The fracas over the offensive statements about the Prophet Mohammed emanating from two of the principal spokespersons of the ruling party, Prime Minister Narendra Modi’s own BJP, had not abated at the time of writing this column. This kind of Muslim-baiting rhetoric has become standard for the BJP in our country’s increasingly toxic politics, since common-or-garden Islamophobia, as a means of polarising majority Hindu opinion, is shamefully seen as a potent vote-catcher for the BJP.
But this time it went too far, crossing all acceptable limits by demeaning the Prophet himself. The insular notion that domestic political debate, conducted in Hindi, will only affect domestic Hindi-speaking television audiences, has of course been rendered totally out of date by the Internet. In India, the remarks had caused hurt and outrage among Muslims, yet elicited no condemnation by the government. But when Islamic countries heard about the remarks, and erupted in fury, the government had to hasten to cover its tracks.
The reaction was strong by diplomatic standards. Five Gulf countries, plus Malaysia and Pakistan, summoned the Indian envoys in their capitals to give them a tongue-lashing on the “unacceptable” statement and demand punishment for those who made it. Six others issued denunciations. Qatar cancelled a formal lunch for the visiting Indian Vice-President. The Organisation of the Islamic Conference, no friend of New Delhi, capitalised on the moment to condemn India and issue calls for the UN to take action against it. Movements to boycott Indian goods erupted in eleven Muslim countries. A number of Indians employed in the Gulf were informed of the termination of their services.
India scrambled to limit the damage, assuring the Muslim world that the offensive statements in no way represented the view of the Indian government but had been made by “fringe elements”. (Why the nation’s principal political party had appointed “fringe elements” as official spokespersons was not explained.) The two BJP spokespersons were summarily removed from their positions, with one being suspended from the ruling party and the other expelled. But the incident highlighted the growing number of instances of Islamophobia unleashed or condoned by the BJP government, and the damage to India’s standing in the Muslim world has been extensive.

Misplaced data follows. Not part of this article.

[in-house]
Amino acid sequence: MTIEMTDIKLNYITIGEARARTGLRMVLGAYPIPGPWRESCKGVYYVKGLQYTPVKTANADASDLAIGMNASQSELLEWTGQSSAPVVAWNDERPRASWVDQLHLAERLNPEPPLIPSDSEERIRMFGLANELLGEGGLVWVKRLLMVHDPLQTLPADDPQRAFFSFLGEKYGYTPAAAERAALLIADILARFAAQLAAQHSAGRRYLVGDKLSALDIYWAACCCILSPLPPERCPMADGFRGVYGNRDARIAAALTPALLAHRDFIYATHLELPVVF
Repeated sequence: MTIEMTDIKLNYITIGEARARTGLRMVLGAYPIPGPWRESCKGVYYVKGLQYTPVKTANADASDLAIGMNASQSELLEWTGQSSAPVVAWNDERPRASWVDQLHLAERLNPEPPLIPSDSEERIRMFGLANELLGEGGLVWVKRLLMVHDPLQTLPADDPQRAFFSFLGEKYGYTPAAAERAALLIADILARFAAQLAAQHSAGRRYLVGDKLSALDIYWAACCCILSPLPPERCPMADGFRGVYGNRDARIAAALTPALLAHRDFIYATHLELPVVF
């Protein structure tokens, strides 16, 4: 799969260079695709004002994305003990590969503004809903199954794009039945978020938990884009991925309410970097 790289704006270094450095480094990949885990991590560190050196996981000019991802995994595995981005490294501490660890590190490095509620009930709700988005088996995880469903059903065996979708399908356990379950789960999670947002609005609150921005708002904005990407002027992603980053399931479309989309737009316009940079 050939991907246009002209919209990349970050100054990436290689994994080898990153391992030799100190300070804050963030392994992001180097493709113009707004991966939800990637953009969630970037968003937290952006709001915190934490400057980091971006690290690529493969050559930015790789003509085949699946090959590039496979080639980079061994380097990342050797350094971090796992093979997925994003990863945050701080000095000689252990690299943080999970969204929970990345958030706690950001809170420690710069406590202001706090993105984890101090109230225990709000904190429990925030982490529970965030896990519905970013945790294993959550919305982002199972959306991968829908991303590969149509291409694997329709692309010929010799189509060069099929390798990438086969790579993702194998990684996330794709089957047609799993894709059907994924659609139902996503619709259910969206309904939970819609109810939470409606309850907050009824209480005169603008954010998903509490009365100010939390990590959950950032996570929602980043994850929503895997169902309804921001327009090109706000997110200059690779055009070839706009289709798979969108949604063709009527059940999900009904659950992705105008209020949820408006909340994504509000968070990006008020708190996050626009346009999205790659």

The backlash, and India’s quick surrender to its Islamic critics, served as a reminder that the Gulf remains vital to India’s interests. It is a vital trade partner, an indispensable contributor to India’s domestic security, a host to some seven million Indian expatriate workers whose remittances support their families back home, and increasingly a significant security partner in the fight against terrorism emanating from the broader region. To jeopardise all this for the petty self-serving domestic political Muslim-bashing that the BJP increasingly wallows in, is profoundly irresponsible. Especially when, ironically, the Modi government had invested considerable effort in strengthening relations with Muslim countries, especially in the Gulf, and so raised their salience in Indian foreign policy.